This is the first installment of On Background, a new series at The American Prospect. Ask any reporter covering Congress and they’ll tell you the real information lies with the legislative aides and staffers. You see them quoted as “a House Democratic aide” or “a Senate staffer” or “sources close to the situation” in articles. Nearly all staffers are not authorized to speak on the record; they typically give information “on background,” meaning you can use it but cannot quote the sources by name. Often their stories inform what’s really going on behind the scenes in Washington. The Prospect is trying to bridge that gap. On Background will feature unfiltered, vetted thoughts directly from congressional staffers about major issues of the day that you otherwise might not hear about at length. At its best, it will provide an understanding of how Washington really works.
Our first edition of this series comes from a House Democratic aide who attended a briefing last Thursday with executives who are developing Libra, the digital currency announced last month by Facebook and a consortium of partners. Such briefings are commonplace to convince staffers who write legislation (and by association the members they serve) of the righteousness of corporate causes.
If you’re a Hill staffer and want to contribute to On Background, email firstname.lastname@example.org.
The briefing was fascinating. The lead representative, the head of policy for Libra, kicked it off by admitting that the whole endeavor required a “suspension of disbelief.” They were asked about the timeline, and said they hoped to have Libra operational in about a year, which they kept suggesting was a prolonged timeline, but didn’t seem lengthy to anyone in the room.
They kept selling Libra as a means of providing banking services to 1.7 billion unbanked people around the world. When challenged on how they were going to do that, and asked directly whether they’d figure out how exactly a digital currency would be an answer for people who can’t access credit currently, they said, “The short answer is no.” The phrase “the miracle of blockchain” was used at one point.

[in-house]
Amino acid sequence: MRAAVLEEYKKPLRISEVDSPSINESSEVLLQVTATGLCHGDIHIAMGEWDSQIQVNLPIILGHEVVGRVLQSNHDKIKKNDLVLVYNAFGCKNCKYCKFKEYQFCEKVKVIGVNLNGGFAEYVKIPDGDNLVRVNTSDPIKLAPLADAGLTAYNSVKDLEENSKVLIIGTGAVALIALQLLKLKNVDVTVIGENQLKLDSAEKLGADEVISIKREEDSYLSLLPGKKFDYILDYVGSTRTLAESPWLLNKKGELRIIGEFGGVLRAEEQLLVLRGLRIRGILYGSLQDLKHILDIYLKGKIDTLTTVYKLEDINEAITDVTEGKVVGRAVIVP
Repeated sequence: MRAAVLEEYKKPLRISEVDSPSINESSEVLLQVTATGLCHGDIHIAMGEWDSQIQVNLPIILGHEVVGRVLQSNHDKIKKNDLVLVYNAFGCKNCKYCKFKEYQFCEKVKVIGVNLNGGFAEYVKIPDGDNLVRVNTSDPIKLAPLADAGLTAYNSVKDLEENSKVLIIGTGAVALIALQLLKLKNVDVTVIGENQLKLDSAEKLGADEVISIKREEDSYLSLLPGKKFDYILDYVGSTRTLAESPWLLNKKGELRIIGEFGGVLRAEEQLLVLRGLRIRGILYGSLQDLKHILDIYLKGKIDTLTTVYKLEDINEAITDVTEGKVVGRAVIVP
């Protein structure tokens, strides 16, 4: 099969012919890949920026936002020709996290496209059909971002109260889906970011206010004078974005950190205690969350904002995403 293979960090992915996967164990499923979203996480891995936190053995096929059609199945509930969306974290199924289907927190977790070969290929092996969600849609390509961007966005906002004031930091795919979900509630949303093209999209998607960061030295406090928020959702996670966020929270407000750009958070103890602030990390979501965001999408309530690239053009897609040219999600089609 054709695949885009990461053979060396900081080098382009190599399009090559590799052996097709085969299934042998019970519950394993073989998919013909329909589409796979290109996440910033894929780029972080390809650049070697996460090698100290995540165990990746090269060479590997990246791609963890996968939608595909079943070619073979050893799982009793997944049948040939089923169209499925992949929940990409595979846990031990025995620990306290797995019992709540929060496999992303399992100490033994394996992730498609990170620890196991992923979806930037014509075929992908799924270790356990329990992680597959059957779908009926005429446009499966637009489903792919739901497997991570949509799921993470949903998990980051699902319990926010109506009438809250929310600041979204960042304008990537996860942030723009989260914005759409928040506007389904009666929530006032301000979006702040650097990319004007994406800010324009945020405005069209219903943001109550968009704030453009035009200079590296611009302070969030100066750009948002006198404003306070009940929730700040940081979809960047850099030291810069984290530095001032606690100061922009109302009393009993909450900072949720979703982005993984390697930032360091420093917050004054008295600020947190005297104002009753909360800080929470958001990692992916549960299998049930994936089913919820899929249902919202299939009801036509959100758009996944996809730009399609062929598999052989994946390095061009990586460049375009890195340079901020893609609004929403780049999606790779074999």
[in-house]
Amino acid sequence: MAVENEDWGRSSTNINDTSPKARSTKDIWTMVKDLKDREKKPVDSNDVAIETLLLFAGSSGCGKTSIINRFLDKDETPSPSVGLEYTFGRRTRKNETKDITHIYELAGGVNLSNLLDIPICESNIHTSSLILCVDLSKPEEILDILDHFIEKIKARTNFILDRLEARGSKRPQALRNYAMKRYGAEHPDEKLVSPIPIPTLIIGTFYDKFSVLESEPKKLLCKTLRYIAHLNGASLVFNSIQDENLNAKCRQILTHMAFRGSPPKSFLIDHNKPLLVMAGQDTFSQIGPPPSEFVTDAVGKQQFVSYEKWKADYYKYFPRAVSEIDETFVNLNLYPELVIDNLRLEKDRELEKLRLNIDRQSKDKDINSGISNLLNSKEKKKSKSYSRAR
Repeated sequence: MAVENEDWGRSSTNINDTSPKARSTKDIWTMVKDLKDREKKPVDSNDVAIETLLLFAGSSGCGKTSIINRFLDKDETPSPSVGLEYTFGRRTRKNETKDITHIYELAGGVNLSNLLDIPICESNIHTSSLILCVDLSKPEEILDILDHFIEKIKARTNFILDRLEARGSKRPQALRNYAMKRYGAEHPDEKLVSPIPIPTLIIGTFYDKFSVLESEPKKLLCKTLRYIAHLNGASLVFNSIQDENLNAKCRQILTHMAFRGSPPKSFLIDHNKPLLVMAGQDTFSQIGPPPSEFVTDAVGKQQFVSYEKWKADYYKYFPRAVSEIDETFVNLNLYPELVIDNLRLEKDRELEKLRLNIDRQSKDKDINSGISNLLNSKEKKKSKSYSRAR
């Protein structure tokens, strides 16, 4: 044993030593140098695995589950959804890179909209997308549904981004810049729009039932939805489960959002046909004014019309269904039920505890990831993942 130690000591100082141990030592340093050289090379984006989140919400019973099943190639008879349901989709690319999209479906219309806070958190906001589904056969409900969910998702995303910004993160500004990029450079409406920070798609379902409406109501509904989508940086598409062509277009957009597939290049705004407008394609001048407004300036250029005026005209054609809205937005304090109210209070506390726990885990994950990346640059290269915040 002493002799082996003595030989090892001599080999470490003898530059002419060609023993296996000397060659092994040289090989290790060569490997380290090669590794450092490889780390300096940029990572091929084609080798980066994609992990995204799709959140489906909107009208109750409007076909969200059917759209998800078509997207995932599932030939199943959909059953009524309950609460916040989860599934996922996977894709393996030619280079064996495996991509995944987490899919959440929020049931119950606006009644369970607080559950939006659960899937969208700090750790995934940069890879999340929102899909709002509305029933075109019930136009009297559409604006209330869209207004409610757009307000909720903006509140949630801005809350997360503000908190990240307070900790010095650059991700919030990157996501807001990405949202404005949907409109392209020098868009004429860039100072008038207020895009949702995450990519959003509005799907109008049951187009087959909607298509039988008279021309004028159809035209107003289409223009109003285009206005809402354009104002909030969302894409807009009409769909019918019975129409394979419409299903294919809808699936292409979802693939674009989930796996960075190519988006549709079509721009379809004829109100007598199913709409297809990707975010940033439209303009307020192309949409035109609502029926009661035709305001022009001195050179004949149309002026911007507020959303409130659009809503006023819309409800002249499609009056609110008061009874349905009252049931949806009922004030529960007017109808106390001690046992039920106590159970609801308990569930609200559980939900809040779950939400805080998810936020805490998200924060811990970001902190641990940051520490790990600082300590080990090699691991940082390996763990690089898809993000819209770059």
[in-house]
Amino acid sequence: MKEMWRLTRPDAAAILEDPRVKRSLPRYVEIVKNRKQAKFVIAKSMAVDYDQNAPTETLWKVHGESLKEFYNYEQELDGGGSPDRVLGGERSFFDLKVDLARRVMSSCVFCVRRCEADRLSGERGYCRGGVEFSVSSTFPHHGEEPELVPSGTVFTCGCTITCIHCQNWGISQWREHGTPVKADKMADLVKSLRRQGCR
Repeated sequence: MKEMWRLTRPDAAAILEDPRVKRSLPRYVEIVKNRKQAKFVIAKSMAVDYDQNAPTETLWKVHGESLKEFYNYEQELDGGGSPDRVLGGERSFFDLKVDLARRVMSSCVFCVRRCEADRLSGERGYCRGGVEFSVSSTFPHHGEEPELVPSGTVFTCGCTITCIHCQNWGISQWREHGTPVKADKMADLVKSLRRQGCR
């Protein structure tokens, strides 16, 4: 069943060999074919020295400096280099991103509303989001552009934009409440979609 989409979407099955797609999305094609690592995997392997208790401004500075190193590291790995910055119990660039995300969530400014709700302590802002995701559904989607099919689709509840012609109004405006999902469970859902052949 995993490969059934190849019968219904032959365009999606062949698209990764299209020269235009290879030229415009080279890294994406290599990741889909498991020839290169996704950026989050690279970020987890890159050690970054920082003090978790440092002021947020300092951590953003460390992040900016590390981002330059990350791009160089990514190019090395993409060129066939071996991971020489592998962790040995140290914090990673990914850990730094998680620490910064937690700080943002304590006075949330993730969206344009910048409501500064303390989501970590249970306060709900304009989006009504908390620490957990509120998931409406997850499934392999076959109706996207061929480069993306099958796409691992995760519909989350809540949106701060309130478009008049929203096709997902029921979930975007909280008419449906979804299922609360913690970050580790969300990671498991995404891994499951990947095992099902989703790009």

Facebook said that they assumed the FTC (Federal Trade Commission) or the CFPB (Consumer Financial Protection Bureau) would regulate Libra. Questions were asked about what basket of currency would be used and other practicalities, and the answers were fairly vague. Gemini, another cryptocurrency, was referred to as a “regulated exchange” because I guess there are 43 states that have some form of protections on it (with the implication being that that is adequate).
We were assured that even if a Libra user used WhatsApp or Messenger, WhatsApp/Facebook would not access specific information about their transactions beyond that they were interested in or using Libra. That would of course be enough information to know a lot more about users.
Another question asked was what protections were in place to prevent collusion between Libra’s 27 partners. The answer was that the partners were well aware of the “reputational risks” they might incur should they violate privacy laws, etc. It was also pointed out that some of the partners are direct competitors, as if that has ever prevented them from colluding in the past.
Ultimately we need more than a briefing. Currency backed by reserves is coinage. Because Facebook is proposing to take over a role traditionally under the purview of central banks, not private companies, we should expect the skepticism we heard in the room from staffers to be publicly aired by House Financial Services Committee members on July 17.
This was anonymously written by a House Democratic aide.